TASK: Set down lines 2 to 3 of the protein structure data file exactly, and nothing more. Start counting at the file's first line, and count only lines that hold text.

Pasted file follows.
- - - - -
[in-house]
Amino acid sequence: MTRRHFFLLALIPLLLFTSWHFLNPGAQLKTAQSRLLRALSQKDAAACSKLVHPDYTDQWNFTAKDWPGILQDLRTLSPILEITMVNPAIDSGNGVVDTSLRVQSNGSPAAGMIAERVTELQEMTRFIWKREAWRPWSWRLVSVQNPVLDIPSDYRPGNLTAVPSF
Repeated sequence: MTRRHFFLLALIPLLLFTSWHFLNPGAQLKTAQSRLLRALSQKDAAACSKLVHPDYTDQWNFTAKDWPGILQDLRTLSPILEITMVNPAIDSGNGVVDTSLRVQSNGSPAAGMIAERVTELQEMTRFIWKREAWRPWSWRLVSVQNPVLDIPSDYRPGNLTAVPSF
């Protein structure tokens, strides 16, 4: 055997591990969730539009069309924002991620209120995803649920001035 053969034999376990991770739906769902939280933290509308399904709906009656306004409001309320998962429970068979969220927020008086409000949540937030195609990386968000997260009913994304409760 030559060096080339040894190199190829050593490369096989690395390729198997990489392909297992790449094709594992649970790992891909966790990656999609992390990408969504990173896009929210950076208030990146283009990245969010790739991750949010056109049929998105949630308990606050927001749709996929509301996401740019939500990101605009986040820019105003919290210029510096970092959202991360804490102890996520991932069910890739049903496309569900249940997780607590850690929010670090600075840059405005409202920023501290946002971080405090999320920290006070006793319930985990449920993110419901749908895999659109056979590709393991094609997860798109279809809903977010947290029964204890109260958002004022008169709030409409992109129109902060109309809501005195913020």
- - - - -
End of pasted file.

Amino acid sequence: MTRRHFFLLALIPLLLFTSWHFLNPGAQLKTAQSRLLRALSQKDAAACSKLVHPDYTDQWNFTAKDWPGILQDLRTLSPILEITMVNPAIDSGNGVVDTSLRVQSNGSPAAGMIAERVTELQEMTRFIWKREAWRPWSWRLVSVQNPVLDIPSDYRPGNLTAVPSF
Repeated sequence: MTRRHFFLLALIPLLLFTSWHFLNPGAQLKTAQSRLLRALSQKDAAACSKLVHPDYTDQWNFTAKDWPGILQDLRTLSPILEITMVNPAIDSGNGVVDTSLRVQSNGSPAAGMIAERVTELQEMTRFIWKREAWRPWSWRLVSVQNPVLDIPSDYRPGNLTAVPSF